One of my military colleagues recently lent me a fascinating book on the relationship between the US military leadership (Chiefs of Staff) and the Presidency, covering every President from Franklin D. Roosevelt to George W. Bush.
It is written by Dale R. Herspring, who served in the State Department in Washington (running the Office of Security Affairs) and various Embassies including in Moscow, where he was responsible for political-military affairs. He also had two assignments in the Pentagon – one in the office of the Secretary of Defense, and one in the office of the Chief of Naval Operations. He has published books on the Soviet High Command, on Russian civil-military relations, on Putin’s Russia, and on “Rumsfeld’s Wars”.
In each chapter of The Pentagon and the Presidency: Civil Military Relations from FDR to George W. Bush, University Press of Kansas, 2005, Herspring analyses the leadership style of the President (they vary greatly) and how that style fits with the military leadership culture. He then analyses the relationship through the lens of the major issues of the day – the Korean War, the Bay of Pigs, the Cuban Missile Crisis, the Vietnam War, the attempted rescue of the embassy hostages from Tehran, the First Gulf War, the invasion of Iraq, and a host of others – usually two or three for each presidency.
This book is essential background reading for anyone who is following the emerging story of the relationship between President Obama and the current military leadership. On 2 February columnist Gareth Porter reported in the political newsletter Counter Punch that Central Command commander General David Petraeus, supported by Defence Secretary Robert Gates, tried on 21 January to persuade the President that he had to back down on his campaign pledge to withdraw all U.S. combat troops from Iraq within 18 months.
The President did not agree and according to Porter Petraeus was visibly unhappy when he left the Oval Office. Porter reports that Obama's decision to override Petraeus's recommendation has not ended the conflict over the troop withdrawal and that there are indications that Petraeus and his allies in the military and the Pentagon, including General Ray Odierno, now the top commander in Iraq, have already begun to try to pressure Obama to change his withdrawal policy.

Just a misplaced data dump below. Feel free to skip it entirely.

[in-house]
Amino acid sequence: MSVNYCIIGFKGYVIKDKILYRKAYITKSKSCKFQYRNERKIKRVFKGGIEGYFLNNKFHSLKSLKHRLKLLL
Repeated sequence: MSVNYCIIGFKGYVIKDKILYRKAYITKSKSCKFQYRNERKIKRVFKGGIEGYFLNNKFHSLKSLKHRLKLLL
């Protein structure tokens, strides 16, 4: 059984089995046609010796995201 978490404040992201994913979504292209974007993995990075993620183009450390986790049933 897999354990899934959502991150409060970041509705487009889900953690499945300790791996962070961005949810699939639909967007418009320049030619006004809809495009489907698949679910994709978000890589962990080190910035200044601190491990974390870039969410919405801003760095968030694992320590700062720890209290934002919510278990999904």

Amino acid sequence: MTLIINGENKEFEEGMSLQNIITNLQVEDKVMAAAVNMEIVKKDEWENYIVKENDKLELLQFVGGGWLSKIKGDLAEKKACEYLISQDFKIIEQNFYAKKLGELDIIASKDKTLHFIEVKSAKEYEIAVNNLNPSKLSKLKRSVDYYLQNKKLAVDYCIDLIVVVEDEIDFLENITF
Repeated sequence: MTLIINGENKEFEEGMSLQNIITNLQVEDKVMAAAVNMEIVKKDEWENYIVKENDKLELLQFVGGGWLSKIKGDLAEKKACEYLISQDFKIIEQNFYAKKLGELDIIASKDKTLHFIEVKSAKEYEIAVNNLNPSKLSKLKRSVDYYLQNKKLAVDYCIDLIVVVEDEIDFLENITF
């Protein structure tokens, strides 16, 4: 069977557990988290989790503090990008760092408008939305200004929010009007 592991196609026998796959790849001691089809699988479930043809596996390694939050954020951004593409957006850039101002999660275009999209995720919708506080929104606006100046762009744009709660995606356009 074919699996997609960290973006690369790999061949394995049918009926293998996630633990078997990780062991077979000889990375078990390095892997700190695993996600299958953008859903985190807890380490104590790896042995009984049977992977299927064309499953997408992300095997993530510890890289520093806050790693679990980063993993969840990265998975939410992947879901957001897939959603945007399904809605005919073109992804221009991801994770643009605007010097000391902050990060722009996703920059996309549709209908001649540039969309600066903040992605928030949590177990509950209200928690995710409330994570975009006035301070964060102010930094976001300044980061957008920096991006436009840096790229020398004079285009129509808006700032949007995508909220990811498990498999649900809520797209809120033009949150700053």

The key political risk for Obama in all of this is, of course, the risk that any adverse developments in Iraq will be attributed to his failure to listen to his military advisers, and Porter reports that a network of military opponents is already preparing a campaign against the withdrawal, which will begin with adverse backgrounding of the media. Porter’s full report can be found here.
A convenient way to access book titles that are out of print or unlikely to be in the local bookstore is Abebooks, which offers second hand and new books from world-wide booksellers. It has a good search engine – you can search by author and/or title, do not need to put in a complete title (eg searching on “Pentagon” will throw up every offering with the word Pentagon in the title), you can narrow your search within the results of a search, you can ask for Australian and New Zealand booksellers to be listed first, and you can ask for titles to be listed in ascending order of price so that the cheapest offerings come first. In my experience the descriptions of the condition for second hand books is reliable.